Mark Krueger: I am currently involved in a study with five youth workers and a youth. We are constructing and analyzing stories about our work with youth. Our focus is on moments of engagement. We want to know what is occurring when we engage youth in activities and relationships. In this column I will share some of the thoughts and stories that have evolved from our study. The interpretation of the stories will be left up to the reader.
The first story is by John Korsmo a youth mentor and youth work teacher.
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I see a boy looking through the screen door as I approach the house. The main door is open despite the frigid February day. He sees me coming up the walk.
"Heís here! Heís coming."
I climb the four steep steps to the porch and feel heat coming from the house. I knock and a woman comes and opens the screen door, without looking at me.
"Come on in. Sorry for the mess."
She is wearing cut-off sweat pants and a tank top. The boy who was watching for me through the screen is wearing boxer shorts and no shirt. Heís sitting on a couch, chewing on the edge of a pillow he has in his lap. I kick all the snow off my shoes and step into the house. She lets the door swing shut, and sits on the couch next to her youngest son.
She motions to a chair across from her, ďHave a seat. Iím not sure where heís at. Upstairs I think. I know he knows your comin' though. I made him get up this mornin' and didnít let him leave cuz he woulda just took off n' not showed up when you came."
I introduce myself to her, take off my coat and sit down on the chair. It is so warm in the house I feel like I am going to break a sweat. I can hear someone on the stairs and the mother yells, ďTony, come here and sit your ass down."
We make eye contact as he turns the corner, and heads for a chair against the wall. Like his brother, he is wearing only boxers and no shirt. He is fourteen years old, but he could easily pass for nine or ten.
I introduce myself to him and start a bit of small talk conversation, and fill him in about what he can expect of me as his new mentor. Iím starting to ask some questions about his interests and hobbies when his mother interrupts.
"You ainít queer are ya?"
Both boys snicker.
"No, in fact I just got married last summer. Maybe you'll meet my wife one of these days."
"I ainít tryin' to be funny, but you never know these days and I ainít gonna send him off with just nobody. You can see he ainít so big yet. Heís smart enough n' all, but I donít think his bodyís matured yet. Look at him. Raise up your arm and show the man. He ainít even got hair yet. I donít know about down thereď Ė as she motions to his lap Ė ďI ainít gonna look, but I know he ainít got no hair in his armpits."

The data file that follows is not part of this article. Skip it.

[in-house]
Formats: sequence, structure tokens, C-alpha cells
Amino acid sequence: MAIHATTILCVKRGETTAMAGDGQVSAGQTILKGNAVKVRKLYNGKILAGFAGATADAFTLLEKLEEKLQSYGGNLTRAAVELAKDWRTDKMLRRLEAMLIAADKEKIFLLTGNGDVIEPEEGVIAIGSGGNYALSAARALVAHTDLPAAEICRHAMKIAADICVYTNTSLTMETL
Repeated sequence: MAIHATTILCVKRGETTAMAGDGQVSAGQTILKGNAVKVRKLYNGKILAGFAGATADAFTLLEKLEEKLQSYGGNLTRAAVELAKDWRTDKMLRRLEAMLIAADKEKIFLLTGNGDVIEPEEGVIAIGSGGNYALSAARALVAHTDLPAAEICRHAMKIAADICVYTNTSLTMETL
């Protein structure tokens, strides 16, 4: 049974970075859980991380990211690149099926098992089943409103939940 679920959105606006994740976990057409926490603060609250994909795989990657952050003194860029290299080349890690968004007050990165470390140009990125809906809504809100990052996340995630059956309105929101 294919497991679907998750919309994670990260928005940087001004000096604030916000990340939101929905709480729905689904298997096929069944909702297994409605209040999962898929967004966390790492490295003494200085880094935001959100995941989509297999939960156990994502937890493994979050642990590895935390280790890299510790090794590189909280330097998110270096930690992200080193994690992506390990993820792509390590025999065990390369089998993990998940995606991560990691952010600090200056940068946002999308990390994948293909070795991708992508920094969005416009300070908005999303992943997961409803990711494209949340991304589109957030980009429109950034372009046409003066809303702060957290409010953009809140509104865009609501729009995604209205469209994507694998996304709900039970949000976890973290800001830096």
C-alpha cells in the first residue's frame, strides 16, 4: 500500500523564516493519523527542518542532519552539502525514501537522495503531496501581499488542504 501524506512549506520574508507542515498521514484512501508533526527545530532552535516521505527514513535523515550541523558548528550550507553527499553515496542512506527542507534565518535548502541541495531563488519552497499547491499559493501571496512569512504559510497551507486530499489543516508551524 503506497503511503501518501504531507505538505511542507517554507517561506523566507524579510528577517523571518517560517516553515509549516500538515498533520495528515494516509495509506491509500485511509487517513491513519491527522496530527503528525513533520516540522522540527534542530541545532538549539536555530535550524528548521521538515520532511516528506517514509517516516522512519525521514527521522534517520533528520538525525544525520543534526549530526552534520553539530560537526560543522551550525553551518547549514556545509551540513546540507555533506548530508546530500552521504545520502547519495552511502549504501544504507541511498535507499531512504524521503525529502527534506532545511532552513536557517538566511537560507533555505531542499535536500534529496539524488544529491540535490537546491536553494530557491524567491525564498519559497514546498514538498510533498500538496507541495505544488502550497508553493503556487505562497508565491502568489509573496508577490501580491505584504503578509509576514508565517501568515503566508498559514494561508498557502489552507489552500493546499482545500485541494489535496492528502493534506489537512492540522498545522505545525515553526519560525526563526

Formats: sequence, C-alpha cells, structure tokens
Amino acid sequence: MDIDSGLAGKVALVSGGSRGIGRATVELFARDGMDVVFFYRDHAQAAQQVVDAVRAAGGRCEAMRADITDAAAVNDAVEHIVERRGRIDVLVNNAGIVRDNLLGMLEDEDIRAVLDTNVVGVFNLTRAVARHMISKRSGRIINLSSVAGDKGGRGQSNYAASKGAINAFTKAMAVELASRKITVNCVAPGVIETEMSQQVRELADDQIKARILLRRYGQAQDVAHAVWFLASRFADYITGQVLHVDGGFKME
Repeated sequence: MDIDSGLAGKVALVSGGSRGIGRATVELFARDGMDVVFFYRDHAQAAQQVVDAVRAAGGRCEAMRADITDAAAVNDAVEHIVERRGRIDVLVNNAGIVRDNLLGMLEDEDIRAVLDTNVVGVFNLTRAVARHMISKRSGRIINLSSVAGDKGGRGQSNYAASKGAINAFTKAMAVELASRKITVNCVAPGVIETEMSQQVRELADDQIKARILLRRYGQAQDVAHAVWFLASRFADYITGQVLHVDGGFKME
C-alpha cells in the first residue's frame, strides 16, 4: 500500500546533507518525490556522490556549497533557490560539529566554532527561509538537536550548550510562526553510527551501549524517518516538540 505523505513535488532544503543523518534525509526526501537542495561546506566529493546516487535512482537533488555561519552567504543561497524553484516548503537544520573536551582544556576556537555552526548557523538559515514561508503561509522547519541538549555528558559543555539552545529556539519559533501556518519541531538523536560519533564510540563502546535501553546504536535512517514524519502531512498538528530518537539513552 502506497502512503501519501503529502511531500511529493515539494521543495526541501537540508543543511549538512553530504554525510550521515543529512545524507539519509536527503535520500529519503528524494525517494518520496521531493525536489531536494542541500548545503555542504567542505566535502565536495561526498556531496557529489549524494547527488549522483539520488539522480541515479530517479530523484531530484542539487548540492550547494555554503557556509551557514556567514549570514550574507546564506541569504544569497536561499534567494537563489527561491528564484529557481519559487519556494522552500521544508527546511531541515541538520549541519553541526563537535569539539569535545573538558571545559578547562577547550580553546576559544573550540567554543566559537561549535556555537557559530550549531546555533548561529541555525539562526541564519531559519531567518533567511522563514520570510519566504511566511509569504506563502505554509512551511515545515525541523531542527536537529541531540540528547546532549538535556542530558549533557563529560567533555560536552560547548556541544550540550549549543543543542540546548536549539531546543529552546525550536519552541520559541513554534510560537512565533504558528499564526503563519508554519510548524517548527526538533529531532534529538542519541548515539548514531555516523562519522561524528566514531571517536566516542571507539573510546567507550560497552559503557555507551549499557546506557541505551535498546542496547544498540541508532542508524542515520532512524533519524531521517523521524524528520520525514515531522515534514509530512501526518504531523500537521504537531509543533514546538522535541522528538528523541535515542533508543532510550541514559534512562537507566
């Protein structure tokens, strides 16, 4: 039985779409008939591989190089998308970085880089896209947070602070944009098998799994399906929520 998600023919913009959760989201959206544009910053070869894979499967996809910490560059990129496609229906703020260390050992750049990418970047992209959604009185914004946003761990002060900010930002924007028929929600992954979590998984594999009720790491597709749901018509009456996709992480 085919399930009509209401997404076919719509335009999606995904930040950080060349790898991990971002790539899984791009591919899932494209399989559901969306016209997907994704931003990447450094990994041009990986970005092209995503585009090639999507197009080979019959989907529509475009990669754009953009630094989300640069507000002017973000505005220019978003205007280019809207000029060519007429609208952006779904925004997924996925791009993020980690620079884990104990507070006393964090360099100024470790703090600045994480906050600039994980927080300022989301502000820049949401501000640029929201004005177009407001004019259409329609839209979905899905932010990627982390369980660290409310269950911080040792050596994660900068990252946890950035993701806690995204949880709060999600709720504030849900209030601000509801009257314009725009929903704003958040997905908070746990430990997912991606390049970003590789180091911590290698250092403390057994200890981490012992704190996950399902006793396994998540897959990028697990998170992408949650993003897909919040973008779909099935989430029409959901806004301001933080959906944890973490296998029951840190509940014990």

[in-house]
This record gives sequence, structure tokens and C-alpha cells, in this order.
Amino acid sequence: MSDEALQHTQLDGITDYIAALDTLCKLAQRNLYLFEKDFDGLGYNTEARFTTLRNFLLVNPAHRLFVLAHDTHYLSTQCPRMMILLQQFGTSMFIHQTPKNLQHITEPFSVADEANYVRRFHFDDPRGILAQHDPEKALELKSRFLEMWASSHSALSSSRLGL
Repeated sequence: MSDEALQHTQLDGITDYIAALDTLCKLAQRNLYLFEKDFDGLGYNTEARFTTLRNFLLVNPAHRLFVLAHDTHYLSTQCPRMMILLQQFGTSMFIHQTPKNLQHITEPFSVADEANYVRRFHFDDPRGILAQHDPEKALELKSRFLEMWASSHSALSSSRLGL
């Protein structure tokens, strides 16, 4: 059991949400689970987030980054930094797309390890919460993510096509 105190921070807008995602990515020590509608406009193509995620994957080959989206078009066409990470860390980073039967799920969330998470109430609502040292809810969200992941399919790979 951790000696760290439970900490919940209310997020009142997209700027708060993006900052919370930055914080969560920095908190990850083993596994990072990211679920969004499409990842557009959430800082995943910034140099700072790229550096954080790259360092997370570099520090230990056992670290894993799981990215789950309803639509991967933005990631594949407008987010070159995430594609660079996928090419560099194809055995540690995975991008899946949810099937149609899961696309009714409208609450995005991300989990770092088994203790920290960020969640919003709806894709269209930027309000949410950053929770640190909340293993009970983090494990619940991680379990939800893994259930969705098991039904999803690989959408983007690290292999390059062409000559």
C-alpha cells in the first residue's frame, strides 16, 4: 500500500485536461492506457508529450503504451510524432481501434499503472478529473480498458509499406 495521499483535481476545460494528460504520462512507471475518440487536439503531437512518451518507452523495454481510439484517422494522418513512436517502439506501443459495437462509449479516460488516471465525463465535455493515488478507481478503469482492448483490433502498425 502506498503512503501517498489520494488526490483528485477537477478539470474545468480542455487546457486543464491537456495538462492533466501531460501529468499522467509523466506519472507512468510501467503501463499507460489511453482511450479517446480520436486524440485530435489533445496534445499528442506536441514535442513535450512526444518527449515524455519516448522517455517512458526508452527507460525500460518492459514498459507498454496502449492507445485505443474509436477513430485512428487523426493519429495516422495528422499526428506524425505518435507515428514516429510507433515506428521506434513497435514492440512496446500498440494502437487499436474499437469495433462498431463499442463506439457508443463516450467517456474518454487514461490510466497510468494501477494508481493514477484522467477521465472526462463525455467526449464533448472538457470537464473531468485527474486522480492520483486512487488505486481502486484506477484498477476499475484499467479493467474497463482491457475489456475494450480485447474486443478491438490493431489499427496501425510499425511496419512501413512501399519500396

"Shut the fuck up." His high voice contradicts his language but emphasizes his small frame.
"Donít fuckin' talk to me like that. Show him. Raise your arm up n' show the man."
"You know, it doesnít matter to me if he has hair under his arms or not." I glance over at him and Iím surprised that he has both arms up in the air like heís getting ready for a stick-up, to show me his hairless underarms.
She points to him, ďSee what I mean?"
"So what?" he screams back at her as he puts his arms down.
We talk for a few minutes about how everyone grows at different rates. I assure her that heís not the only fourteen-year old boy without hair under his arms.
After a few minutes I suggest that Tony and I go outside. ďWant to go to the park?"
He jumps up, ďI'll go to put some clothes on."
While he is upstairs putting on his clothes I tell his mom that I respect her questions about my background and about my sexuality. We discuss some of the fears she has that something could happen to one of her boys.
Tony comes back down with some clothes on. We head across the street to a park and I breath in some crisp air to cool myself down.
"It feels kind of nice out here, doesnít it?"
"Yeah, its hot as hell in there. She always does that when she knows somebodyís coming over. Cranks the fuckin' heat up so you canít even sleep."
"Yeah, itís pretty warm in there alright."
He laughs and kicks a dead frozen bird thatís in his walking path. The bird skates across the crunchy snow and stops by a cracked plastic baseball that is buried halfway under the snow. We toss the ball back and forth for a few minutes. Tony spots a stick that will work for a bat and we take turns pitching and batting. He bats ten times, and then I bat ten times. We talk about whatís going on in school and at home while we play. Itís his turn at bat and heís predicting a homer.
I bend over to tie my shoe and before standing back up I make a quick snowball. He is ready to crush the ball out of our make believe stadium so I wind up for a fast underhand pitch. He swings the bat before realizing I pitched a snowball and not the plastic baseball. He makes good contact and snow sprays all over both of us.
"Oh, shit," he yells, and we laugh and wipe snow off our faces before he retaliates and we launch into a playful snowball fight, chasing each other around the park until weíre both wet and winded and red from the cold.
"You got me, man. That was a good one," he says. ďI didnít even see you make that snowball. I was going to kill that pitch, too."
We laughed some more and started walking towards his house, both of us rubbing our hands and blowing on our fingers.